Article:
by Kevin Sylvester
I drew a very tough assignment to start 2019 for PGA Tour Radio—Hawaii. Hold your groans. It’s hard work adjusting to the time zone (5 hour difference), gorgeous weather, and incredible views the Plantation Course has to offer at Kapalua. And to top it off, I have to play the golf course today to see exactly what the players dealt with. Now, hopefully, you understand the challenges I’ve face in the first week of the two week assignment.
-Xander Schauffele put on a show in the final round of the Sentry Tournament of Champions to snatch victory away from Gary Woodland. He tied the course record of 62 (par 73 track), holing out two eagles en route to his 4th victory. This was after he bogeyed the first hole. It was incredible to witness. Usually, when I witness the winner from inside the ropes it’s because I’m walking with him, providing the soundtrack of victory. I witnessed this from slightly afar, assigned to the final group of Gary Woodland and Rory Mcllroy.
It was a great assignment. I had one of the biggest stars in Mcllroy, and the leader in Woodland. I had followed Woodland through the first 3 rounds, thus feeling vested in him. It made what happened, numbing. Woodland was playing great, entering the final round with a three stroke lead, and five up on Schauffele. All he needed to do, as everyone figured, was go out and shoot -4 or -5 and he should win. That’s what he did, but didn’t win thanks to the X Man’s record tying day.
Woodland saw it all happening ahead of him, and did is best to keep pace. He watched Schauffele make birdie on the difficult 17th and matched him with a great approach and 11 foot make of his own. It came down to the 18th, and a birdie to force a playoff. His pitch from 47 yards didn’t feed to the hole as planned and left him nearly the same distance and line of the putt he made at 17. However, there were two slight differences. One, the putt had a little more break, and the grandstands were full of spectators watching with anticipation. The pressure was intense. Make it and you continue in a playoff. Miss it and you lose. The putt appeared on a good line as it rolled towards the hole, but then it started leaking right 2 feet from the cup. It missed. It was numbing to Woodland, and frankly to me.
The tough part was interviewing him minutes after it happened. I didn’t know what to say. He played great all week, did what usually wins on the PGA Tour on a Sunday with the lead, and walked off the 18th a runner up. He was gracious in defeat, but it may take awhile for it to wear off.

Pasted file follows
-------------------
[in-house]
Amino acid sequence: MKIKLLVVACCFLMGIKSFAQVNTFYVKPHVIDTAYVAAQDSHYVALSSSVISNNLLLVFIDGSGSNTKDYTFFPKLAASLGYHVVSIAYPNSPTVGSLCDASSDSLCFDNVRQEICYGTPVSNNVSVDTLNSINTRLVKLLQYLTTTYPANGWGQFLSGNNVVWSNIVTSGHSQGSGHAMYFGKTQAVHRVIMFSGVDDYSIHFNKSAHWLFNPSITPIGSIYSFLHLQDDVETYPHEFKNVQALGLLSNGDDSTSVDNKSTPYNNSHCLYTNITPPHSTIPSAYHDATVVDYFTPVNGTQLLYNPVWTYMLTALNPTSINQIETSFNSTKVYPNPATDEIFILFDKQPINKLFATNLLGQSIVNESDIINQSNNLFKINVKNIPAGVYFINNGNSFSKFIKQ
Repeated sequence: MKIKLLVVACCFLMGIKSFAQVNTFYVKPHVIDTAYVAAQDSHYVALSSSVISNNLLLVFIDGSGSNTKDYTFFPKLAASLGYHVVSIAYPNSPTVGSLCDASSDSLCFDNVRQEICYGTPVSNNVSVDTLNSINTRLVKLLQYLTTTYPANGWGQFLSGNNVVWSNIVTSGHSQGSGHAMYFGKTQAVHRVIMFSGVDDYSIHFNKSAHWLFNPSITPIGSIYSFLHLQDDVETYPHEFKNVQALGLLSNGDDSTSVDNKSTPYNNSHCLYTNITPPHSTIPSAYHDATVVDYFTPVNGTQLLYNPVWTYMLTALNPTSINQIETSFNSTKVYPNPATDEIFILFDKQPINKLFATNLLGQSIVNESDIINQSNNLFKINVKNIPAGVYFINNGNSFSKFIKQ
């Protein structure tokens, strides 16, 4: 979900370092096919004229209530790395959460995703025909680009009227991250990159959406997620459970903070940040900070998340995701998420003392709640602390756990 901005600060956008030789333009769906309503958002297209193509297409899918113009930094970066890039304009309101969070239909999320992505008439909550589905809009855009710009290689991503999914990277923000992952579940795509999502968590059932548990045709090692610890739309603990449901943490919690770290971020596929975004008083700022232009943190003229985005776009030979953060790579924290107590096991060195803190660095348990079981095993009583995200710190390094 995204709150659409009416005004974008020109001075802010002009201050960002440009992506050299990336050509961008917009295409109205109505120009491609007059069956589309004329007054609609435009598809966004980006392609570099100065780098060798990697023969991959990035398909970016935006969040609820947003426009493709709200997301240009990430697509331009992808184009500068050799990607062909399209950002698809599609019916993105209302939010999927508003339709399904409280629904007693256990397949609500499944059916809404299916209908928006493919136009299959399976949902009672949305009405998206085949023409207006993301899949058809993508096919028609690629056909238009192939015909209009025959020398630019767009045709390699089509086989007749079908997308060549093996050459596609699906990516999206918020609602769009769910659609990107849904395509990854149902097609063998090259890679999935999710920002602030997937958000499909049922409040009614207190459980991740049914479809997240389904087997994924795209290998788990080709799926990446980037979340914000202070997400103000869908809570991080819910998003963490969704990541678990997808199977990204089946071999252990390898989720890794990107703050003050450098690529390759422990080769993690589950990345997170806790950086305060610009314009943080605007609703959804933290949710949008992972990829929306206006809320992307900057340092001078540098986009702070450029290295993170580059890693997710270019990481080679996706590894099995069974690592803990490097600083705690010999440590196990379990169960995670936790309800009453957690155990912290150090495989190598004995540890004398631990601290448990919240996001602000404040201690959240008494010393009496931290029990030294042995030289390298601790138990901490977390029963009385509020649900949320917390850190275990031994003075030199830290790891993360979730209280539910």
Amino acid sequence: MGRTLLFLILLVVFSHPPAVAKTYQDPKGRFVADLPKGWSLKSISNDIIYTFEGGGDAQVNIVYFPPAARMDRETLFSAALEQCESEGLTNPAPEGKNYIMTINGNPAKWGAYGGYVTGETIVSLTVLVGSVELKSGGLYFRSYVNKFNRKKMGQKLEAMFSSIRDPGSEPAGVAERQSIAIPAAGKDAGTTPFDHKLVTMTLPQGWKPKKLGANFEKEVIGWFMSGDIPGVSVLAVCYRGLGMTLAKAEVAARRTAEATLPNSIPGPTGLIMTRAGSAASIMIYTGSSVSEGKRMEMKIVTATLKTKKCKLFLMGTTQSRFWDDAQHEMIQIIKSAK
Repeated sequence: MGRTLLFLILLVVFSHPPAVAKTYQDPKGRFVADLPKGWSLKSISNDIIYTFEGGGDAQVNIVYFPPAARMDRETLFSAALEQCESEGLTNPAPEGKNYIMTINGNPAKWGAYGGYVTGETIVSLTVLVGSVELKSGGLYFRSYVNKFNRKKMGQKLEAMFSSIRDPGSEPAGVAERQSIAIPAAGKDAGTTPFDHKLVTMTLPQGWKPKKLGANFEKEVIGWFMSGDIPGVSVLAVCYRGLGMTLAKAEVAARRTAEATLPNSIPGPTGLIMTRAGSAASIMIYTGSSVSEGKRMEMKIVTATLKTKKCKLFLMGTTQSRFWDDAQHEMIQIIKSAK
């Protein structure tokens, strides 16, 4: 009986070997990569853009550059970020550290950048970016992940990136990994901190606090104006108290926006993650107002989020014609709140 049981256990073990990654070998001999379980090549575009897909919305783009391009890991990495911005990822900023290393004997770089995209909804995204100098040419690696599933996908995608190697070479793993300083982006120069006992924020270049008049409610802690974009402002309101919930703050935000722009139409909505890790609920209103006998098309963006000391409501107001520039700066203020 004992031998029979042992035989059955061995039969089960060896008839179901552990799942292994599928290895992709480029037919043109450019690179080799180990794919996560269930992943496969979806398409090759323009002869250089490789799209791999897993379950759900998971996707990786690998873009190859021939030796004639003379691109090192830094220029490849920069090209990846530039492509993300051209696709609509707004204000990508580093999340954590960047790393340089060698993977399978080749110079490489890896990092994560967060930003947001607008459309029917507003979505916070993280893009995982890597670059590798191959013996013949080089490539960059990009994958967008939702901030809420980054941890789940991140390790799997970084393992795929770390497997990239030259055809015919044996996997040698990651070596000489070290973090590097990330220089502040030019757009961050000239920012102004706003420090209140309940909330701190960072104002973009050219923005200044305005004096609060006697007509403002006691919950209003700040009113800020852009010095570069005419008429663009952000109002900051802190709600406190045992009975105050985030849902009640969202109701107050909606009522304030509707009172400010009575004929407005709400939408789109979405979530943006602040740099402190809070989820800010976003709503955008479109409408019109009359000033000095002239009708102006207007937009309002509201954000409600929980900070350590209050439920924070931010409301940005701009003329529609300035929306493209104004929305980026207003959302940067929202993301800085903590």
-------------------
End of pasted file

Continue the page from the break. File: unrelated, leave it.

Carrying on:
-Rory Mcllroy failed to win for the 7th time being in the final group on a Sunday. That seems weird for a guy of his caliber. He played fine, but he needed better. A lot of golf media whisper that it’s the putter, or he needs a better caddie, and other factors. I think, that’s golf. He’s trying to win, and even tried to make something happen on the back nine by going for the green on 14 off of the tee. He pulled it into the high grass over the green and make bogey. I applauded that move because he wanted to win and needed to make a big move if he was going to catch playing partner Woodland.
Rory had great success early, winning Majors and many other tournaments. He’ll win more, but when you look at the depth of great players now, it may be harder than ever to win.
-The energy snack of choice of PGA Tour Players—PBJ. I saw several players packing peanut butter and jelly sandwiches in their golf bag for each round at Kapalua.
-Maui is absolutely gorgeous. It has so much to offer. Great beaches, fresh food, hiking, rainforest, mountains, biking, snorkeling, whale watching, and so much more. I went hiking in the West Maui mountains on a waterfall trail. It was a great experience and the guide pointed out all of the plants and trees that were growing wild all around us. Sugar cane, ginger root, coffee, bamboo, and mango were in abundance, and assisting us while climbing in our hike.
The drive to the summit of Haleakala, the dormant volcano 10,000 feet above sea level is a must do and see. Many visitors get there at 3:00 am to catch the sunrise. You need a special pass to access the Summitt between 3-7 am. I didn’t have one of those, but got there at 7:30 and it was still breathtaking. The drive up and down the volcano was tedious at times. Switchback after switchback at slow speeds. The Drive down offered incredible views and plenty of time to see them as you have to do it in low gear to avoid brake failure.
It think snorkeling is one of the best things you can do. The water is warm and clear and you’re guaranteed to see all kinds of marine life. The big attraction are the green sea turtles that populate the reefs around the island. I saw them at the three different beaches I snorkeled at in Maui and it didn’t get old. I also saw a sea urchin up close, as well as eels, and scores of tropical fish. Thankfully, no sharks.
-Needing room in my suitcase, I may be leaving the golf shoes I wear for work in Hawaii. The darn things gave me the biggest blister I’ve had in a while, and I’m not sure why. They’re not new, and generally comfortably, but the damage has been done. I’ve worn them for a year, and only for work on PGA Tour Radio, but they seem to have gotten loose on me. Why do you care? Because maybe you’re hanging onto your golf shoes too long too. It’s hard to let go, but I think I need to.